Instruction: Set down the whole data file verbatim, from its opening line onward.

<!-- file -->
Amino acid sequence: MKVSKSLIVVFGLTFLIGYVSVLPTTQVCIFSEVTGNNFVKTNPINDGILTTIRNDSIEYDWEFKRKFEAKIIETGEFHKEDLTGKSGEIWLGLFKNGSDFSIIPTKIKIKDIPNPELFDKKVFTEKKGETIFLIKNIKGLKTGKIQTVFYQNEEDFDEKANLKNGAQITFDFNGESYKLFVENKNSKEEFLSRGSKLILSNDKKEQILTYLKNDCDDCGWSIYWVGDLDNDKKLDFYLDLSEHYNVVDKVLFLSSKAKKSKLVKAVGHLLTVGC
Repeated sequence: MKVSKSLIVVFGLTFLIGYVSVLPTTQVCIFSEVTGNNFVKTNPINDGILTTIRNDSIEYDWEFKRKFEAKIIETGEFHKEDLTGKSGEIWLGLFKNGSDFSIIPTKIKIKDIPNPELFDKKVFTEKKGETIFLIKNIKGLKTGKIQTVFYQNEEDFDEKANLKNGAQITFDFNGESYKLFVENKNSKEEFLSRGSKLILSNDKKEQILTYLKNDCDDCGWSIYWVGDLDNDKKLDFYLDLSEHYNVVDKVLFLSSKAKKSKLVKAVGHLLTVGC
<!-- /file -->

Amino acid sequence: MKVSKSLIVVFGLTFLIGYVSVLPTTQVCIFSEVTGNNFVKTNPINDGILTTIRNDSIEYDWEFKRKFEAKIIETGEFHKEDLTGKSGEIWLGLFKNGSDFSIIPTKIKIKDIPNPELFDKKVFTEKKGETIFLIKNIKGLKTGKIQTVFYQNEEDFDEKANLKNGAQITFDFNGESYKLFVENKNSKEEFLSRGSKLILSNDKKEQILTYLKNDCDDCGWSIYWVGDLDNDKKLDFYLDLSEHYNVVDKVLFLSSKAKKSKLVKAVGHLLTVGC
Repeated sequence: MKVSKSLIVVFGLTFLIGYVSVLPTTQVCIFSEVTGNNFVKTNPINDGILTTIRNDSIEYDWEFKRKFEAKIIETGEFHKEDLTGKSGEIWLGLFKNGSDFSIIPTKIKIKDIPNPELFDKKVFTEKKGETIFLIKNIKGLKTGKIQTVFYQNEEDFDEKANLKNGAQITFDFNGESYKLFVENKNSKEEFLSRGSKLILSNDKKEQILTYLKNDCDDCGWSIYWVGDLDNDKKLDFYLDLSEHYNVVDKVLFLSSKAKKSKLVKAVGHLLTVGC